Facebook reported a nearly one-quarter increase in the number of government requests for user data over the last year.
Government requests for user information rose by 24% between the second half of 2013 and the first half of 2014, while the number of government requests for content restriction rose by 19%, the report said. Specifically, 34,946 requests were made by governments around the world for user data between January and June of 2014.
While government requests are made for criminal investigation purposes, Facebook said that it ensures that all inquires are legally sufficient. The social media company is currently challenging a bulk search warrant on 400 users, which Facebook believes violates privacy and constitutional rights.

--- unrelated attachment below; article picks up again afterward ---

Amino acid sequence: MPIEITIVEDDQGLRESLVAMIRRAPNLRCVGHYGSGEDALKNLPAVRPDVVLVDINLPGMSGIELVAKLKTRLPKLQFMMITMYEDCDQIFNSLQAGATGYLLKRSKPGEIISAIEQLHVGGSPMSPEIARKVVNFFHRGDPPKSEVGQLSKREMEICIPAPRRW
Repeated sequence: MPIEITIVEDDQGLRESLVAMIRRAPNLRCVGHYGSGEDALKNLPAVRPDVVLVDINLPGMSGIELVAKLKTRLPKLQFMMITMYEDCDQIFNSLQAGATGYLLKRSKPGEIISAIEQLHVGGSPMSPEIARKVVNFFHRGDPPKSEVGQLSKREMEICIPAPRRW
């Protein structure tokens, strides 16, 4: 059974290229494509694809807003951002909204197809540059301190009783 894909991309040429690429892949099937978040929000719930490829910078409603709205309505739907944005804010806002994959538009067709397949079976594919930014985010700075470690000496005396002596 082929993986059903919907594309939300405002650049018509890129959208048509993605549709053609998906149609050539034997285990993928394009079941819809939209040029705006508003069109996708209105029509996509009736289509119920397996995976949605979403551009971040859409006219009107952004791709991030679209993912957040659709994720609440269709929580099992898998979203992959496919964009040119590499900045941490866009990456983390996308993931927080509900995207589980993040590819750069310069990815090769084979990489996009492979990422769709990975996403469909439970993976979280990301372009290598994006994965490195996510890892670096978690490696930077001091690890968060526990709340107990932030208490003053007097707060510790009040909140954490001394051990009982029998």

“We scrutinize every government request we receive for legal sufficiency under our terms and the strict letter of the law, and push back hard when we find deficiencies or are served with overly broad requests,” Chris Sonderby, Facebook Deputy General Counsel, wrote in a press release.
While Facebook emphasizes its resistance against unjustified criminal information requests, its latest report is decidedly less focused on the number of Foreign Intelligence Surveillance Act (FISA) orders and National Security Letters (NSL) the company has received. The two U.S. laws allow the government data surveillance for security reasons, but companies aren’t legally permitted to disclose exact information about their requests.
The latest challenge to make FISA and NSL requests more transparent is instead being spearheaded by Twitter, which sued the Justice Department in October to provide more information to its users.